Sunday, January 15, 2012

Corn Bread Baby!

Winter vegetables and fresly ground corn meal, Boggy Creek FarmAfter the corn bread debacle at New Year's, I was determined to redeem myself. Thanks to Boggy Creek Farm, I am saved!

Yesterday was an absolutely gorgeous day for a drive, so we made the trek from Lakeway to East Austin for the Saturday market at the farm.

Along with a few winter vegetables freshly picked and too tempting to pass up, we got Certified Organic (no GMOs) freshly ground (it's alive!) Corn Meal - recipe included. Coyote Creek Mill, first Certified Organic Mill in Texas, procured the very high quality dent corn for this treat! The texture and flavor is outstanding!

cornbreadNow this is corn bread baby!

Wednesday, January 11, 2012

Bon Voyage Toesy, Hello Fresh Ground Corn Meal

[caption id="" align="alignnone" width="500" caption="Photo courtesy of Boggy Creek Farm"][/caption]

Looks like I'll be heading to East Austin on Saturday. Toesy, another hen has died at Boggy Creek Farm. Carol Ann does such a wonderful job of eulogizing the little hen in this month's News of the Farm, I feel like I want to pay my respects.

I'm also tempted by the availability Larry's freshly ground corn meal and I'm overdue for more herbes de Tejas from Lake Travis Lavender while I'm there.

But mostly I want to say a little prayer to wish Toesy a "bon voyage" wherever she's off to in her next life.


Tuesday, January 10, 2012

Handy Substitute for Buttermilk

Image courtesy of LA TIMES

Color me surprised that I could not find whole buttermilk at any supermarket within 10 miles of my home at New Year's. It's one percent or nothing in the suburbs. So I'm quite pleased that the LA Times Test Kitchen has provided a work-around when buttermilk is called for and not available in your kitchen.
If you have a recipe that calls for buttermilk but don't have any on hand, you can improvise. Whisk 1 cup of milk with a tablespoon of lemon juice or vinegar (cider or white) and set the mixture aside for several minutes until it begins to curdle. Then use as needed.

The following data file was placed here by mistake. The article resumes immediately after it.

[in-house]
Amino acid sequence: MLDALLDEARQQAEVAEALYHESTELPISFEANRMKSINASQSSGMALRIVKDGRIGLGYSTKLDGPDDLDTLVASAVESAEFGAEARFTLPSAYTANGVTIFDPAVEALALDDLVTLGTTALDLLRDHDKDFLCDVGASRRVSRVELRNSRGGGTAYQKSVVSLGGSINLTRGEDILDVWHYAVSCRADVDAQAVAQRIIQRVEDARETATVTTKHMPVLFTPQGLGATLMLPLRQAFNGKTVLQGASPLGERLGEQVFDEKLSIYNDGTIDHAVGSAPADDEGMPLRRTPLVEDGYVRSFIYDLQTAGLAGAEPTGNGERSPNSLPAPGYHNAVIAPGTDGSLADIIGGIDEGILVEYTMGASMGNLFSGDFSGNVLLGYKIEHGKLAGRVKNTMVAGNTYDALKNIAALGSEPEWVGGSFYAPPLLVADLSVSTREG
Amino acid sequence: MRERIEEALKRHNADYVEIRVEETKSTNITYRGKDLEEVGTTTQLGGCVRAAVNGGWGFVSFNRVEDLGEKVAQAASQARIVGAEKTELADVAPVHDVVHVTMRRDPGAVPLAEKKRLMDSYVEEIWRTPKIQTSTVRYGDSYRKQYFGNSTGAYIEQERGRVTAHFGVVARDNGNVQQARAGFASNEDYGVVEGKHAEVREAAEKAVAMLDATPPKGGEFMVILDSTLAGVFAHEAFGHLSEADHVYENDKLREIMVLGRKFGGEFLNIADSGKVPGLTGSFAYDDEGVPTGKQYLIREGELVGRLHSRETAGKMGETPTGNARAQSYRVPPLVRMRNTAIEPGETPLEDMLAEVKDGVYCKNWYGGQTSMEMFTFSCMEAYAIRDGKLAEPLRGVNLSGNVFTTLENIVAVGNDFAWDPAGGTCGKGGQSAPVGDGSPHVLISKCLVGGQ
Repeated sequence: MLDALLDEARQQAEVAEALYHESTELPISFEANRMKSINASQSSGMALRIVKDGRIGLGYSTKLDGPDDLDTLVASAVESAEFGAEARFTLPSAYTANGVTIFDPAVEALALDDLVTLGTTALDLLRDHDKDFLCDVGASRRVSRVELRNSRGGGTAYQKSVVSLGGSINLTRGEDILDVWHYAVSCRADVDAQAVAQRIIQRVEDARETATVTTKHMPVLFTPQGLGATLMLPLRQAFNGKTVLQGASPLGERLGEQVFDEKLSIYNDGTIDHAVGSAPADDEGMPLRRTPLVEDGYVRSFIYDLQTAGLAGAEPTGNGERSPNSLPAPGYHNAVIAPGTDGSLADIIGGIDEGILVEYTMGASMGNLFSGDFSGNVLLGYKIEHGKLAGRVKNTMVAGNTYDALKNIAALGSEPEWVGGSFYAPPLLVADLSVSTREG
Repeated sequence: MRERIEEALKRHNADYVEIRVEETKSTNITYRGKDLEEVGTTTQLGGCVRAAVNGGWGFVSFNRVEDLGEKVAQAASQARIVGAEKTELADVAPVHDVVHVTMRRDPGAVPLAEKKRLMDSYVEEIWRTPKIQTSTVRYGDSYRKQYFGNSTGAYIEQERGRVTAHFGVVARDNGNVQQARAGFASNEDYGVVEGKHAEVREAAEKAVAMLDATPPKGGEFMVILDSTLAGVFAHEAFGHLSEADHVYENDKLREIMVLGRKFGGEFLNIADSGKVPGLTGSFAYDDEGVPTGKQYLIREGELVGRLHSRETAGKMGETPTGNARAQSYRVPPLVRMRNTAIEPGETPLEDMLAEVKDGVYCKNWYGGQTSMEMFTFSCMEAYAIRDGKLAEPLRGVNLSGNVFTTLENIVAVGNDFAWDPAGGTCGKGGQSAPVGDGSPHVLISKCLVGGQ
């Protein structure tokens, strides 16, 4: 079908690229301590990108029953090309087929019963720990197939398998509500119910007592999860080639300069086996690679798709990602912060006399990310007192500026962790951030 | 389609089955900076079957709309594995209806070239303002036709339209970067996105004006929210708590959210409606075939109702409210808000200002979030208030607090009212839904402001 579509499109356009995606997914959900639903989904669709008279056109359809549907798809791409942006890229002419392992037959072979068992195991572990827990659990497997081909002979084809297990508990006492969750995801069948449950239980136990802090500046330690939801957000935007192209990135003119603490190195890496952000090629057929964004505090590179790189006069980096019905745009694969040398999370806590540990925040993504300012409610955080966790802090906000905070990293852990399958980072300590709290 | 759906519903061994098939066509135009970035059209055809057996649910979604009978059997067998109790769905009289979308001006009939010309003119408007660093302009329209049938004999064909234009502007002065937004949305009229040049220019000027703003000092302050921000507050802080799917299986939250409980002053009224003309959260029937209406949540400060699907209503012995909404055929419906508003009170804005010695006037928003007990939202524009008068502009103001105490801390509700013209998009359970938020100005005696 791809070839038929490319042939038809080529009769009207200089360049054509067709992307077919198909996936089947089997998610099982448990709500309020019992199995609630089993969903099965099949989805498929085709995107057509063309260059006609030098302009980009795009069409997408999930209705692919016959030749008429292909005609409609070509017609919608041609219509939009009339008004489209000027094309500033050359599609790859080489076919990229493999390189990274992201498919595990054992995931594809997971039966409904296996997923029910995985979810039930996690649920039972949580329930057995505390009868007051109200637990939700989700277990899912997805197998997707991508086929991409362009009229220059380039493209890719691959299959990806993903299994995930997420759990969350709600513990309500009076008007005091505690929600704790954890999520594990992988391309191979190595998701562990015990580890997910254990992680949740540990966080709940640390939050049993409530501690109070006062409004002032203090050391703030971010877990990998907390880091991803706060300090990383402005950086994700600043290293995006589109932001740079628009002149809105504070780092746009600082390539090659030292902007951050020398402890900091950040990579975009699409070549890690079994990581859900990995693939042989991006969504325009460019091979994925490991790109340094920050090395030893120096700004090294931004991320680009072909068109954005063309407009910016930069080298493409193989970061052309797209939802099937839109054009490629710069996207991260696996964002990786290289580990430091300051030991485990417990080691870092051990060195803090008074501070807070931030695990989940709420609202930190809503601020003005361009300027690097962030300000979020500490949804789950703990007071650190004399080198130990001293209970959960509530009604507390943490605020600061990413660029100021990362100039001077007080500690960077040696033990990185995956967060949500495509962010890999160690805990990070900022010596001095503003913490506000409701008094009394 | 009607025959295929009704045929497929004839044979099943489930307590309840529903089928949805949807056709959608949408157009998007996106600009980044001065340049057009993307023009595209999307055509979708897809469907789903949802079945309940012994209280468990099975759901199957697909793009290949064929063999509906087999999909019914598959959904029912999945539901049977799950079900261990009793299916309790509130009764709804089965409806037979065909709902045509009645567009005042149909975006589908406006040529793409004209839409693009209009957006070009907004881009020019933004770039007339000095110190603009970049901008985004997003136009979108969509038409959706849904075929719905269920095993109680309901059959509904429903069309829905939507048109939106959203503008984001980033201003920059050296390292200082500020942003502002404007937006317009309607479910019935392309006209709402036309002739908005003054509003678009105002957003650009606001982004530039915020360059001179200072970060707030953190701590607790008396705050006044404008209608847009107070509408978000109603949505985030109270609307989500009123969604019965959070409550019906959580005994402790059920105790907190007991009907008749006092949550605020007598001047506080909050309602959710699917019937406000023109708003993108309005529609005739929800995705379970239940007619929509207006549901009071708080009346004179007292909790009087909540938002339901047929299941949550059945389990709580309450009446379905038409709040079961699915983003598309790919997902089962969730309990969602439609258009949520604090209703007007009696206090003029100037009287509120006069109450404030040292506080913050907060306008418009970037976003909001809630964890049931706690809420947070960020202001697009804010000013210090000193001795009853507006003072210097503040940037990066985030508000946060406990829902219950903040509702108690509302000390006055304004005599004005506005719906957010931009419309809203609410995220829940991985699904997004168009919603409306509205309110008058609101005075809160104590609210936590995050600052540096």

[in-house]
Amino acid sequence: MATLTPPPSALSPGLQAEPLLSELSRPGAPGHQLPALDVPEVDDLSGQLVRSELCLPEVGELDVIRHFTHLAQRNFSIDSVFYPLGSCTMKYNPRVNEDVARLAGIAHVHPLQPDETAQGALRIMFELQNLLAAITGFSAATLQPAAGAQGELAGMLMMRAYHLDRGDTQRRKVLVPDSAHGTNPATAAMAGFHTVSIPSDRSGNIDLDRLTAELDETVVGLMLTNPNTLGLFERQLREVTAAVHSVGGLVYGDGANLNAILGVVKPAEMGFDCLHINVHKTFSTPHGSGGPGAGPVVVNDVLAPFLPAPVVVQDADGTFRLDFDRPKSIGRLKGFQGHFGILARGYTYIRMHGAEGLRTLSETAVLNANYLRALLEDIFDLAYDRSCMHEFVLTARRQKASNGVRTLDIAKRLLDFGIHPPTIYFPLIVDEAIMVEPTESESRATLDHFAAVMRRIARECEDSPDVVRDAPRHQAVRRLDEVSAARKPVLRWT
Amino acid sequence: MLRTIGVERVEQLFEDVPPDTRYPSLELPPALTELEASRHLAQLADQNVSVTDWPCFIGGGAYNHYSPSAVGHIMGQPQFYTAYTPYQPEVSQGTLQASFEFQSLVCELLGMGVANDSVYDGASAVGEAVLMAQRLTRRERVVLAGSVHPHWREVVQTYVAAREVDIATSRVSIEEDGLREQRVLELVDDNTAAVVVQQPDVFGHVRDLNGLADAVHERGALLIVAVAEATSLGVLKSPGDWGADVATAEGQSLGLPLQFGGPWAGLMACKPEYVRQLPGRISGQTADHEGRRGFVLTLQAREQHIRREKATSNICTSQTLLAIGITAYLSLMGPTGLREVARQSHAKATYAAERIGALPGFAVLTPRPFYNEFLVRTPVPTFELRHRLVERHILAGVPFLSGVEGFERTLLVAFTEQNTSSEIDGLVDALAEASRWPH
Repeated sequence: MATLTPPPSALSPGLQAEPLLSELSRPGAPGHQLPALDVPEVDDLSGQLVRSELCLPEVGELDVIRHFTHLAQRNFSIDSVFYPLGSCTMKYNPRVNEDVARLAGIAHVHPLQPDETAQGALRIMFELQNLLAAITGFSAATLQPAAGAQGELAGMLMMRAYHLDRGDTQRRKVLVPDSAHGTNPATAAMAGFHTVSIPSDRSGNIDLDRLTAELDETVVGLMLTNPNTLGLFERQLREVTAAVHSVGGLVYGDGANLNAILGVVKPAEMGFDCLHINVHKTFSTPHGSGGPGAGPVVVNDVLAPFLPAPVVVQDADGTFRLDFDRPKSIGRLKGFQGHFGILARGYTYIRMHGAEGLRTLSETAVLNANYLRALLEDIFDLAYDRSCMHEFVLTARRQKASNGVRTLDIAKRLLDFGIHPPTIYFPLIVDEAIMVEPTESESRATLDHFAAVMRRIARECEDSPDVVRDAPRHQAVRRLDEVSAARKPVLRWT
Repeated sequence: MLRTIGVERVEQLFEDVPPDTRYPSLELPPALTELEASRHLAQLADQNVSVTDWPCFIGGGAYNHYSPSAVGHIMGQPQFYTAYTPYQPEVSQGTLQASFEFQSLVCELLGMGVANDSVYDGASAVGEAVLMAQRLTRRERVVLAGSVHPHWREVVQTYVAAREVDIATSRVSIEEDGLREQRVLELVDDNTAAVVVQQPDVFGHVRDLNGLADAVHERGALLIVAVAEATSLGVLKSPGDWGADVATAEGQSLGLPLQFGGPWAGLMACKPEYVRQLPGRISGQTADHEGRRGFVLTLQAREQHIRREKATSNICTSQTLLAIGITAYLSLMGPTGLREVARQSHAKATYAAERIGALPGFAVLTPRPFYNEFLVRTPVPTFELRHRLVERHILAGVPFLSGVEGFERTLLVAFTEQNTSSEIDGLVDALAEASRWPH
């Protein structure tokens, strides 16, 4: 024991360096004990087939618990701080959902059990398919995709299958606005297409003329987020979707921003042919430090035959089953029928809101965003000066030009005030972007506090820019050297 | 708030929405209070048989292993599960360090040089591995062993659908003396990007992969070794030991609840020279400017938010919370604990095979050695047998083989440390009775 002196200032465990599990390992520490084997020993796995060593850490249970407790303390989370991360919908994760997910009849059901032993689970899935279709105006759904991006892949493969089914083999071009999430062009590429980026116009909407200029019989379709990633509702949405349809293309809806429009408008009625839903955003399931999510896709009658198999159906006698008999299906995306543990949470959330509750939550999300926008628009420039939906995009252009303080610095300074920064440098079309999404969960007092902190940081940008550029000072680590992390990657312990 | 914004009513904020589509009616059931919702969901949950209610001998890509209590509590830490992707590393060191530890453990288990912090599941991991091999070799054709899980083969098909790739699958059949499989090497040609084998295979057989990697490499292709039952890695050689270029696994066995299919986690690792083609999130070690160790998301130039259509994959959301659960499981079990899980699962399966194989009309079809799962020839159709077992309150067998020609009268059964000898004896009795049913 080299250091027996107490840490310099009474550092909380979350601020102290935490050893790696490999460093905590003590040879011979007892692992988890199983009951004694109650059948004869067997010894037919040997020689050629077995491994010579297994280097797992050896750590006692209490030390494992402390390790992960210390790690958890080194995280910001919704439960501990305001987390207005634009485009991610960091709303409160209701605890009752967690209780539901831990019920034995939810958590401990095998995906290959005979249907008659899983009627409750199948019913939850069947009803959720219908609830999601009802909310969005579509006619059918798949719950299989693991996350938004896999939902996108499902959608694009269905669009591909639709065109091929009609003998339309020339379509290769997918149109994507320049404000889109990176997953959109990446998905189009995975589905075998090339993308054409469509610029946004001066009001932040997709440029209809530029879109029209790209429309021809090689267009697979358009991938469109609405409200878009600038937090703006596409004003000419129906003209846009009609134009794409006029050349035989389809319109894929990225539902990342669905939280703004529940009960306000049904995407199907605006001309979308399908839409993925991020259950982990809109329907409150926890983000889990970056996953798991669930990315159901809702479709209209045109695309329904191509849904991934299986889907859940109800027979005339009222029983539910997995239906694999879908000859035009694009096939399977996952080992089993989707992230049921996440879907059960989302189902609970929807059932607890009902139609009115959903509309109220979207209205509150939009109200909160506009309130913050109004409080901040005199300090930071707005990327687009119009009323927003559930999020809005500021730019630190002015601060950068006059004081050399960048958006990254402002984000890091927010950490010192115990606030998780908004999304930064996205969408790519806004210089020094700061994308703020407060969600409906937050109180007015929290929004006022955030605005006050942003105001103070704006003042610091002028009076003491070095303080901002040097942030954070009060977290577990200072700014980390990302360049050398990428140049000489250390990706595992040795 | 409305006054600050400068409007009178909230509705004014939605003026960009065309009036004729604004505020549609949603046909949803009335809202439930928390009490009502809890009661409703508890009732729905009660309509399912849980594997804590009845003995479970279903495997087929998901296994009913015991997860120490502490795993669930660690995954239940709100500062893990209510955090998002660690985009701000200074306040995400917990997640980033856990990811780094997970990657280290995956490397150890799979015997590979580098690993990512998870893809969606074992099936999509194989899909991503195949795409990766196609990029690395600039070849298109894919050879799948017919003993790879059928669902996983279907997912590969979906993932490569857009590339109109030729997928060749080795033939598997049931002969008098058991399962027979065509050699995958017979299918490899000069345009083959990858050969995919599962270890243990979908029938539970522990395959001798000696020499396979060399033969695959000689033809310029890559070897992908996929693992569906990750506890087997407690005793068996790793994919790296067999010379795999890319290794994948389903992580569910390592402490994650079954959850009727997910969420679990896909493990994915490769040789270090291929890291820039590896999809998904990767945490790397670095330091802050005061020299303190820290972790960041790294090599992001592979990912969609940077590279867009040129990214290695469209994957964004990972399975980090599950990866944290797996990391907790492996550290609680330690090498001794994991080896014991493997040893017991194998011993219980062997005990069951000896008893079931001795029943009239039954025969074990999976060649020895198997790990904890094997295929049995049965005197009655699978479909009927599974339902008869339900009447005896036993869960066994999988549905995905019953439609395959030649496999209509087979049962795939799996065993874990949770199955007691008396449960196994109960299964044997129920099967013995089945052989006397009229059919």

Monday, January 9, 2012

Is Real Food the Best Medicine?

Every time I watch a movie about food and our modern diet, I am both enlightened and challenged.

Food, Inc. has made it impossible for me to buy factory-farmed meat. Learning the dreadful conditions in which it is raised as well as becoming aware of its many health detriments stops me cold every time I pass a case full of steak. Seeing the appalling factory-farm conditions of egg-laying hens had a similar effect.

Fortunately, alternatives to these are available at local farmer's markets - meat and eggs from pastured animals, albeit neither convenient nor cheap.

Now comes "Forks Over Knives" - a documentary film about the revolutionary health benefits of a plant-based diet as studied and touted by two eminent doctors in medicine and science, Caldwell Esselstyn, Jr., M.D. and T. Colin Campbell, PhD.
 "Forks Over Knives" focuses not only on the research that both of us have been engaged in over the last four decades, whether in China and Cornell or at the Cleveland Clinic; it also traces the journey of several Americans as they move from a lifetime of eating mostly animal-based and processed foods to a whole food plant-based diet, and the extraordinary medical results that follow. It is educational, entertaining, and literally life-saving.

If the science behind their claims were not so over-whelming, I'd simply blow this off as another fad diet soon to be debunked. But when no lesser light than Bill Clinton discusses this scientific basis on CNN, I have to listen.
So I did all his research and I saw that 82 percent of the people since 1986 who have gone on a plant-based, no dairy or meat of any kind, no chicken, turkey—I eat very little fish, once in a while I’ll have a little fish; not often—if you can do it, 82 percent of the people who have done that have begun to heal themselves. Their arterial blockage cleans up, the calcium deposit around their heart breaks up.

Pop-docs Oz and Gupta and many others concur. So the prudence of forks over knives is very hard to dismiss, especially when the effects of poor health choices early in life start showing up in hypertension, overweight and other age and lifestyle-related conditions.

Yes, my doctor says I can treat these with drugs, but as Bill Clinton and millions are learning, even the best medicine cannot overcome a bad diet. Plus I am no fan of pharmaceuticals. So I say "like hell I will take pills," and look to the changes I can make without going to extremes.